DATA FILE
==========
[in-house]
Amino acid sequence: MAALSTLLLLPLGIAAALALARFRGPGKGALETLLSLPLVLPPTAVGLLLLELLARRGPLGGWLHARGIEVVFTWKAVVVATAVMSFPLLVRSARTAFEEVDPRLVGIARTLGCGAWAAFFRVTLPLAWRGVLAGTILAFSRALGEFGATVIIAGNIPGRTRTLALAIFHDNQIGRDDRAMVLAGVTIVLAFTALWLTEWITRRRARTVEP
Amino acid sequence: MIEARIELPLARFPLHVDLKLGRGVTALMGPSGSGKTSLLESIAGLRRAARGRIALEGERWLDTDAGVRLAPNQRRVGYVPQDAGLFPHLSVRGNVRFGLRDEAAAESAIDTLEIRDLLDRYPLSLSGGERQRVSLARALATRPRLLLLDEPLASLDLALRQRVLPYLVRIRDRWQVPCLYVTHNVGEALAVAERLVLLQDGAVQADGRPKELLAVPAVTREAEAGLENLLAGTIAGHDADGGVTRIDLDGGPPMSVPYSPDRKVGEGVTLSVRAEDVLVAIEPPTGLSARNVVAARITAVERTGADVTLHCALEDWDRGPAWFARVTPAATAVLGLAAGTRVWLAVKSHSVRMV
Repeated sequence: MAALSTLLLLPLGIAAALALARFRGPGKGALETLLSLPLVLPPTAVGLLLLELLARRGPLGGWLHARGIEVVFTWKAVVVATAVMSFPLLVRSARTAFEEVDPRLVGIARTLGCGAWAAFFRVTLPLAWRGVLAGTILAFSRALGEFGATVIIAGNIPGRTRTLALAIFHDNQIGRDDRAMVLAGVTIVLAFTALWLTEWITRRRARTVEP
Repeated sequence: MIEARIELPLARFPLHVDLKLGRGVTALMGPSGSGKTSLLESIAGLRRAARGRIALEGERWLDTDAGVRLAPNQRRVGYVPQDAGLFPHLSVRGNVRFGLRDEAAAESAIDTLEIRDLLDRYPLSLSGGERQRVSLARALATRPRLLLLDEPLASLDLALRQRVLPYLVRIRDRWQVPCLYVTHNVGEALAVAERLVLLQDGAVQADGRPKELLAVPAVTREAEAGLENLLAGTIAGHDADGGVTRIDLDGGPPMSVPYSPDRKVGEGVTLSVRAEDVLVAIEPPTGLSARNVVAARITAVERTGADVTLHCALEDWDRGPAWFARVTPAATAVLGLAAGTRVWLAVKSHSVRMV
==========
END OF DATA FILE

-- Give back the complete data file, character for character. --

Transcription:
[in-house]
Amino acid sequence: MAALSTLLLLPLGIAAALALARFRGPGKGALETLLSLPLVLPPTAVGLLLLELLARRGPLGGWLHARGIEVVFTWKAVVVATAVMSFPLLVRSARTAFEEVDPRLVGIARTLGCGAWAAFFRVTLPLAWRGVLAGTILAFSRALGEFGATVIIAGNIPGRTRTLALAIFHDNQIGRDDRAMVLAGVTIVLAFTALWLTEWITRRRARTVEP
Amino acid sequence: MIEARIELPLARFPLHVDLKLGRGVTALMGPSGSGKTSLLESIAGLRRAARGRIALEGERWLDTDAGVRLAPNQRRVGYVPQDAGLFPHLSVRGNVRFGLRDEAAAESAIDTLEIRDLLDRYPLSLSGGERQRVSLARALATRPRLLLLDEPLASLDLALRQRVLPYLVRIRDRWQVPCLYVTHNVGEALAVAERLVLLQDGAVQADGRPKELLAVPAVTREAEAGLENLLAGTIAGHDADGGVTRIDLDGGPPMSVPYSPDRKVGEGVTLSVRAEDVLVAIEPPTGLSARNVVAARITAVERTGADVTLHCALEDWDRGPAWFARVTPAATAVLGLAAGTRVWLAVKSHSVRMV
Repeated sequence: MAALSTLLLLPLGIAAALALARFRGPGKGALETLLSLPLVLPPTAVGLLLLELLARRGPLGGWLHARGIEVVFTWKAVVVATAVMSFPLLVRSARTAFEEVDPRLVGIARTLGCGAWAAFFRVTLPLAWRGVLAGTILAFSRALGEFGATVIIAGNIPGRTRTLALAIFHDNQIGRDDRAMVLAGVTIVLAFTALWLTEWITRRRARTVEP
Repeated sequence: MIEARIELPLARFPLHVDLKLGRGVTALMGPSGSGKTSLLESIAGLRRAARGRIALEGERWLDTDAGVRLAPNQRRVGYVPQDAGLFPHLSVRGNVRFGLRDEAAAESAIDTLEIRDLLDRYPLSLSGGERQRVSLARALATRPRLLLLDEPLASLDLALRQRVLPYLVRIRDRWQVPCLYVTHNVGEALAVAERLVLLQDGAVQADGRPKELLAVPAVTREAEAGLENLLAGTIAGHDADGGVTRIDLDGGPPMSVPYSPDRKVGEGVTLSVRAEDVLVAIEPPTGLSARNVVAARITAVERTGADVTLHCALEDWDRGPAWFARVTPAATAVLGLAAGTRVWLAVKSHSVRMV